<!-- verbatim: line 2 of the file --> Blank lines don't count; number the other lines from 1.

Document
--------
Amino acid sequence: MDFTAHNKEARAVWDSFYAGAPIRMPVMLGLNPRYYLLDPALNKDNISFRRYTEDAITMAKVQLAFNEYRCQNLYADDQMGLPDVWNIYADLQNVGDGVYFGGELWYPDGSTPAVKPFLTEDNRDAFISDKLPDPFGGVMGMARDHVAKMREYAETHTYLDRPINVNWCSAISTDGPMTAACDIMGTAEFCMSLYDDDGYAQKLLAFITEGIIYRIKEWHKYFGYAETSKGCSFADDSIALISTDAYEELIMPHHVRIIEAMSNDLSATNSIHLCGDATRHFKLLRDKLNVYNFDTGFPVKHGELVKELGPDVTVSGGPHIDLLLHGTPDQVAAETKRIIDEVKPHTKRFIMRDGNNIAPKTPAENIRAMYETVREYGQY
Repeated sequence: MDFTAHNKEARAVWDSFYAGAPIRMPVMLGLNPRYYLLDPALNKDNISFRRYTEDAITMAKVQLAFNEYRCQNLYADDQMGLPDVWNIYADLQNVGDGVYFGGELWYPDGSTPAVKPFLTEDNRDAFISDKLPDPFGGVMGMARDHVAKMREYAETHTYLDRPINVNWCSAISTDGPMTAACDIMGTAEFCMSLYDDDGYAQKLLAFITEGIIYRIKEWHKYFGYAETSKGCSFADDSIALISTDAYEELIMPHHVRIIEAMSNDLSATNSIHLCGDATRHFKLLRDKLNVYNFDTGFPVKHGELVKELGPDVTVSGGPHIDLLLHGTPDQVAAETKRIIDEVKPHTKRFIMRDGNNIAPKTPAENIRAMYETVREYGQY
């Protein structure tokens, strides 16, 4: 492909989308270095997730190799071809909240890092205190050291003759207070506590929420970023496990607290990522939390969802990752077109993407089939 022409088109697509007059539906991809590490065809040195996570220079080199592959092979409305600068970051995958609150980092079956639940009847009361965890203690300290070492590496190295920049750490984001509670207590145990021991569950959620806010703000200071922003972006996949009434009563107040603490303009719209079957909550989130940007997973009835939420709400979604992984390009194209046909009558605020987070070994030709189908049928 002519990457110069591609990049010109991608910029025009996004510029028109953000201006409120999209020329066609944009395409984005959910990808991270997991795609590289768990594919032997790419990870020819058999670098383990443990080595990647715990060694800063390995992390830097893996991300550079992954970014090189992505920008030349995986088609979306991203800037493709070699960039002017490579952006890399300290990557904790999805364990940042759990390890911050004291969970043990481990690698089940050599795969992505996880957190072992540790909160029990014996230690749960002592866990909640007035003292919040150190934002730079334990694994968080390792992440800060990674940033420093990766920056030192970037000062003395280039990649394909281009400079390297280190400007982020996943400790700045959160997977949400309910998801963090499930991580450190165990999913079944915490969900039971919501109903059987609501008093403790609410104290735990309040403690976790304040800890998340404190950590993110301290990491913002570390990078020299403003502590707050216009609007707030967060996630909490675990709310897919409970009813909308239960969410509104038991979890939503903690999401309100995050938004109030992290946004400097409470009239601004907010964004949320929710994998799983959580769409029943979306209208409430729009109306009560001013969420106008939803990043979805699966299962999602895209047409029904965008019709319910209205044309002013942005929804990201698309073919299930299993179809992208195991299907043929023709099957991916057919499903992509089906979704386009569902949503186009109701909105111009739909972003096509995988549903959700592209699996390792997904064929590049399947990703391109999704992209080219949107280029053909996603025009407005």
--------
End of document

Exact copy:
Repeated sequence: MDFTAHNKEARAVWDSFYAGAPIRMPVMLGLNPRYYLLDPALNKDNISFRRYTEDAITMAKVQLAFNEYRCQNLYADDQMGLPDVWNIYADLQNVGDGVYFGGELWYPDGSTPAVKPFLTEDNRDAFISDKLPDPFGGVMGMARDHVAKMREYAETHTYLDRPINVNWCSAISTDGPMTAACDIMGTAEFCMSLYDDDGYAQKLLAFITEGIIYRIKEWHKYFGYAETSKGCSFADDSIALISTDAYEELIMPHHVRIIEAMSNDLSATNSIHLCGDATRHFKLLRDKLNVYNFDTGFPVKHGELVKELGPDVTVSGGPHIDLLLHGTPDQVAAETKRIIDEVKPHTKRFIMRDGNNIAPKTPAENIRAMYETVREYGQY